They follow me everywhere. I go to my room and close the door. I want to exercise or lie down. Just five minutes of a little peace and quiet. The entire apartment is unoccupied for their use, and before I know it, they’re after me . . .


I’m never alone. Except when I’m alone.

What is it about children that they crave, they so need, the constant contact of their mother (or caregiver)?

I think the answer lies in water.


There is an incredible phenomenon about the composition of water. Because of water’s polarity, water attracts water.

When a baby is born, water comprises almost 80 percent of their body. What do they cling to? They cling to you, their first contact with water. As they grow, the water decreases, butAs they get older, the attraction diminishes even when a child reaches adulthood, the body is still made up of 55 percent to 65 percent water. And where is the water found most? The brain, the heart, the lungs and skin. The seat of our emotions, our intelligence, our soul, our breath—and our contact with one another.

When my children follow me, it’s because they are attracted to me. As they get older, the attraction diminishes (parents of teenagers understand what I mean), but it’s still there. How wonderful that we need each other and are pulled to one another!

Water needs boundaries and a receptacle to contain it, otherwise it goes everywhere. Everyone needs their space and their quiet time, their alone time. But in our generation, we sometimes forget why we are here and what our purpose is. It’s to be water. We’re here to attract and irrigate one another.

I grew up in a world that was very much centered on the “me.” What can I do to look better? What can I do to get ahead? What will I gain from that job, that degree, that career, that relationship?

The first priority was getting a good degree so that you could get a good job so that you could make a lot of money. The emphasis was not on forming a family, making that a priority, or what you could do for the greater good, for the community.

When I turned 18, I started going to the homes of religious families. These were families who hosted guests even though their table was already brimming with children of their own. Families whose values were based on giving, not just taking. All of a sudden, my world opened up to a universe that was greater than just me—that needed me.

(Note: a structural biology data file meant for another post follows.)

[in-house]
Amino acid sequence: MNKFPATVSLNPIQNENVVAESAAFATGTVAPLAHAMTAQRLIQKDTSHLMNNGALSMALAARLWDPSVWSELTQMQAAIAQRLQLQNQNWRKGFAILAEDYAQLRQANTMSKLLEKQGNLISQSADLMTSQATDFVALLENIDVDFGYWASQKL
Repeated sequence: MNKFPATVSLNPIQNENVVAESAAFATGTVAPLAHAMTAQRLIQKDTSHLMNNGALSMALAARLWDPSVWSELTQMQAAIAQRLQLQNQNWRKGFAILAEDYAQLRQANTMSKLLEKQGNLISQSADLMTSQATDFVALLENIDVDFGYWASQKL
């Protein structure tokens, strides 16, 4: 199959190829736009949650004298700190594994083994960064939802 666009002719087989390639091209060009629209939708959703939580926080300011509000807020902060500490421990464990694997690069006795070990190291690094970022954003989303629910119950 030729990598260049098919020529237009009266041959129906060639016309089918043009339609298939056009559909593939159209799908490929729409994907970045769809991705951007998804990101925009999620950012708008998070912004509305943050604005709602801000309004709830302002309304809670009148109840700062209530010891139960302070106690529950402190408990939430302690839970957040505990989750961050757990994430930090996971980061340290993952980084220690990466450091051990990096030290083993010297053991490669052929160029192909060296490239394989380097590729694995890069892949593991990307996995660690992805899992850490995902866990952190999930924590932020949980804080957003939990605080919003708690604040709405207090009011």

My world opened up to the awesomeness of water.

There’s another thing that I notice about my children, and it too has to do with water. When I’m in a good mood, they seem to be in a better mood. If I’m tired, annoyed or upset, it rubs off on them. You can see, not just feel, how my energy reflects on them and shoots right back onto me like the reflection in a mirror. This water molecule of positivity (smiles) attracts another like it, and that water molecule of negativity (frowns) attracts another like it.

There’s a seven-week period between Passover and Shavuot when the custom is to learn Pirkei Avot (“Ethics of Our Fathers”), to try to really work on yourself as a collective people as we prepare to receive the Torah. It’s also a time to mourn the loss of the students of Rabbi Akiva, great men who died of a plague that our sages explain was caused by a lack, on their high level, of not fulfilling the dictum of their teacher: “Love your fellow as yourself.” In some way, they didn’t show each other the proper respect that they deserved.

Could it be that we don’t understand our own importance? Our own greatness, as powers to reflect and influence and nurture?

Love your fellow asWhen I’m unhappy, it really does reflect on those around me yourself. That means: however I am is what will be felt by those around me. When I’m unhappy, it really does reflect those around me. I’m human, and life is a roller coaster of ups and downs. It’s not that I should be fake, and it’s not that I can’t allow myself the space and time to feel tired or frustrated or sad. But I also have to know that “like water, where the face reflects the face, so is the heart of man to man” (Proverbs 27:19). I have to know that ultimately I do have a responsibility—not just to myself, but to everyone around me.

When I realize the greatness of my power to attract—the magnitude held in the expressions on my face—maybe, just maybe, I’ll put in a bit more effort to see the good instead of the bad, the blessing instead of the burden.

The love, attention and honor that I need or crave will be reflected back by those around me when I myself give it out. And the smile will be sincere, because I understand its impact on the lives of those around me.